Lee Andrews, CEO of DOC Cleaning, reports.
No-one wants to hear me ranting about the crumbling state of Britain’s infrastructure, so I’ll make it quick. I recently returned from a break to find my drive, garage floor and front garden covered in a combination of dark grey sludge and a few unmentionables after a main drain at the end of my sloping road overflowed severely during my absence. The council have known about this problem for years, but their repeated, reactive patch-up jobs have never solved the problem and this time it failed, big-time. Thousands of pounds of damage has been caused to property, and all because of a lack of proper planned preventative maintenance. As anyone knows, the primary benefit of preventative maintenance is to improve the reliability of an asset. The better state of repair you keep it in, the less likely it is to fail, leading to a long-run saving in cost, not to mention a reduction in health and safety risk. Not for my county council, it seems.
How does all this relate to commercial cleaning? Well in two ways, actually. The obvious one is that if clients allow their cleaning contractor to put in place a proper schedule of deep cleaning in their buildings, which is basically planned preventative maintenance, it not only prolongs the life of their fixtures and fittings but keeps them looking as good as the day they were installed. And it’s fair to say that, in most high-end buildings, clients are wise to the need to promote their brand image through the quality of the surroundings, and they understand the contribution cleaning can make towards achieving this objective.
The second way is more of a challenge to the current status quo. It is for clients to involve cleaning contractors at an early stage when they are planning major changes to their accommodation, in other words building extensions, undertaking major refurbishments, or just replacing floor surfaces. It’s probably a bit of a stretch to expect architects to design new skyscrapers with cleaning companies in mind, and we’ll always end up scratching our heads over how to clean that hundred-foot-high atrium or those awkward-to-access flat roofs and lanterns. But when it comes to a debate about what flooring to lay in tea-points, or whether to use Italian marble underfoot in male loos, or something as simple as how much storage space is needed for those large pieces of cleaning equipment, there are real benefits to be had by consulting with us lowly contractors at a preliminary stage. So often it is the cleaning contractor who takes the blame when fixtures and fittings begin to look tired, and yet the planning of change to buildings is an area where we can add real value by identifying practical solutions that will eliminate problems with upkeep further down the line.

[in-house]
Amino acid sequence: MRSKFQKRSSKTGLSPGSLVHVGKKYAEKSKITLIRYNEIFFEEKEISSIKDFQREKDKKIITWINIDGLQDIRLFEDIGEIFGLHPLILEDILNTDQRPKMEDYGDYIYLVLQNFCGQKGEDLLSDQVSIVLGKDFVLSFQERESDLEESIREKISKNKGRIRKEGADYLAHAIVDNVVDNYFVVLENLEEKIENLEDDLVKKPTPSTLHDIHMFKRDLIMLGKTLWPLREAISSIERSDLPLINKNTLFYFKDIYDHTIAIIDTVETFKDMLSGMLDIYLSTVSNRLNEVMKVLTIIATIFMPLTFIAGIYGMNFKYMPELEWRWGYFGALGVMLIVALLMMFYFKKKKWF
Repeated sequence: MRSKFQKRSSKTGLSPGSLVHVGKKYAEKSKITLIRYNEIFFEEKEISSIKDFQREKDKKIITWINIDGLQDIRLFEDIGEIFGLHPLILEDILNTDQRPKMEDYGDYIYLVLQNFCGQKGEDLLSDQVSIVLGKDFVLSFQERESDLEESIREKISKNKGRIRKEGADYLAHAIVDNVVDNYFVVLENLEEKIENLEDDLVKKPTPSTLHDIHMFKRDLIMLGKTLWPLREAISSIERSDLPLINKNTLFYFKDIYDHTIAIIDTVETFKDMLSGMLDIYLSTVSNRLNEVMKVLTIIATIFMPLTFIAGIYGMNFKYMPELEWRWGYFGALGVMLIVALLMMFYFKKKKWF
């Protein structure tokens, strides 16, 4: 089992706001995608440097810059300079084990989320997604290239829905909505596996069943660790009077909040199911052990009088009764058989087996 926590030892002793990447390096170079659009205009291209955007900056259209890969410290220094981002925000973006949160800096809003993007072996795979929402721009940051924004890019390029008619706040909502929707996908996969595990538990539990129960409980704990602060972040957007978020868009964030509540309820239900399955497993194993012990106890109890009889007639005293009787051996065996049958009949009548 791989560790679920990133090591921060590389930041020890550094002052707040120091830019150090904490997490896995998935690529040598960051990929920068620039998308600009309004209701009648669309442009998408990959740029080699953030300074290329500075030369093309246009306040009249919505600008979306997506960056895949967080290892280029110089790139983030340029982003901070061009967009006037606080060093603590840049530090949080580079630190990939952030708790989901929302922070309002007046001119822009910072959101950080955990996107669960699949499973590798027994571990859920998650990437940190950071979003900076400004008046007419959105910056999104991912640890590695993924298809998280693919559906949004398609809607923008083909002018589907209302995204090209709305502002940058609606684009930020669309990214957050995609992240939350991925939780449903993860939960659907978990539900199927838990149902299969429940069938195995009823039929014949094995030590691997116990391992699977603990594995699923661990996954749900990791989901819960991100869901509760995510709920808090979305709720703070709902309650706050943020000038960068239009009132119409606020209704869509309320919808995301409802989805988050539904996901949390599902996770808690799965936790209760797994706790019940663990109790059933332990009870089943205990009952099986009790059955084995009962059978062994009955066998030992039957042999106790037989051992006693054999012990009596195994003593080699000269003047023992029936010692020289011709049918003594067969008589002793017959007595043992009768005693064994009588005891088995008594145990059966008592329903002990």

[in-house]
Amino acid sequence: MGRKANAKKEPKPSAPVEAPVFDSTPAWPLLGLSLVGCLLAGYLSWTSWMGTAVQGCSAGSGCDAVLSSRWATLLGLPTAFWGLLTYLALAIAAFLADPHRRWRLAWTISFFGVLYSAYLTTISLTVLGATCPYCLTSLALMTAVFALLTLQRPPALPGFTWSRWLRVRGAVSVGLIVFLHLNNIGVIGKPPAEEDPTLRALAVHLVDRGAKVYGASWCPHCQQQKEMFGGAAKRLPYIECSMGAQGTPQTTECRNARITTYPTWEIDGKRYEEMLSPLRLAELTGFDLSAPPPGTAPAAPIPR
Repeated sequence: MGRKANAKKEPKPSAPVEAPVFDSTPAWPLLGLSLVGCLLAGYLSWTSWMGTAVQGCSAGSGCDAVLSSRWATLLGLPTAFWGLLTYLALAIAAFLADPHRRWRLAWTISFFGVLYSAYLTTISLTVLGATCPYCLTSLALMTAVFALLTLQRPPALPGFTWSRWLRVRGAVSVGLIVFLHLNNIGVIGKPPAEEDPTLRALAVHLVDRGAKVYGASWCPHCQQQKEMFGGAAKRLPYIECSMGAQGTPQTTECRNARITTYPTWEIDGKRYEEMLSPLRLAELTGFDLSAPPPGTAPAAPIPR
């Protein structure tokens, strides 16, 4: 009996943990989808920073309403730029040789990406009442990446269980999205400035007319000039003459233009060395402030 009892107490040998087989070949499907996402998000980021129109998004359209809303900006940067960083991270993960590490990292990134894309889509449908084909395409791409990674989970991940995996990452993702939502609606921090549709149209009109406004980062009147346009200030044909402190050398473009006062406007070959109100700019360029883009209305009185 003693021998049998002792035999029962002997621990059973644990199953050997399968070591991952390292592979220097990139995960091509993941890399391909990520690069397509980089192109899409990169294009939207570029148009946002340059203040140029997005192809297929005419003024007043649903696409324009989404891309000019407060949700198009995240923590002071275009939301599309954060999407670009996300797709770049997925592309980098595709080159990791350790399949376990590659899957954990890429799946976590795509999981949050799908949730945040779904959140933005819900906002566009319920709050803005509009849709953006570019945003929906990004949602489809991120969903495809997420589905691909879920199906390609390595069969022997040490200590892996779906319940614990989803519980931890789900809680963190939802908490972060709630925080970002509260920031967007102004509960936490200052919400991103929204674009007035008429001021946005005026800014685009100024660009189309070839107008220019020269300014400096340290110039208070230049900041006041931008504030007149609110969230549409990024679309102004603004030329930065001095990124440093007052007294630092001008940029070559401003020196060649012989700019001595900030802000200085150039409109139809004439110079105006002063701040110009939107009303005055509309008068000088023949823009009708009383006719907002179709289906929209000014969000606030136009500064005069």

At the end of the day, we contractors possess a huge amount of expertise in a branch of facilities management that is of vital importance to the overall look and live-ability factor of both modern and old buildings. Calling all facilities managers – tap into our experience and let us save you time, money, and aggravation by helping you get those important decisions right first time.
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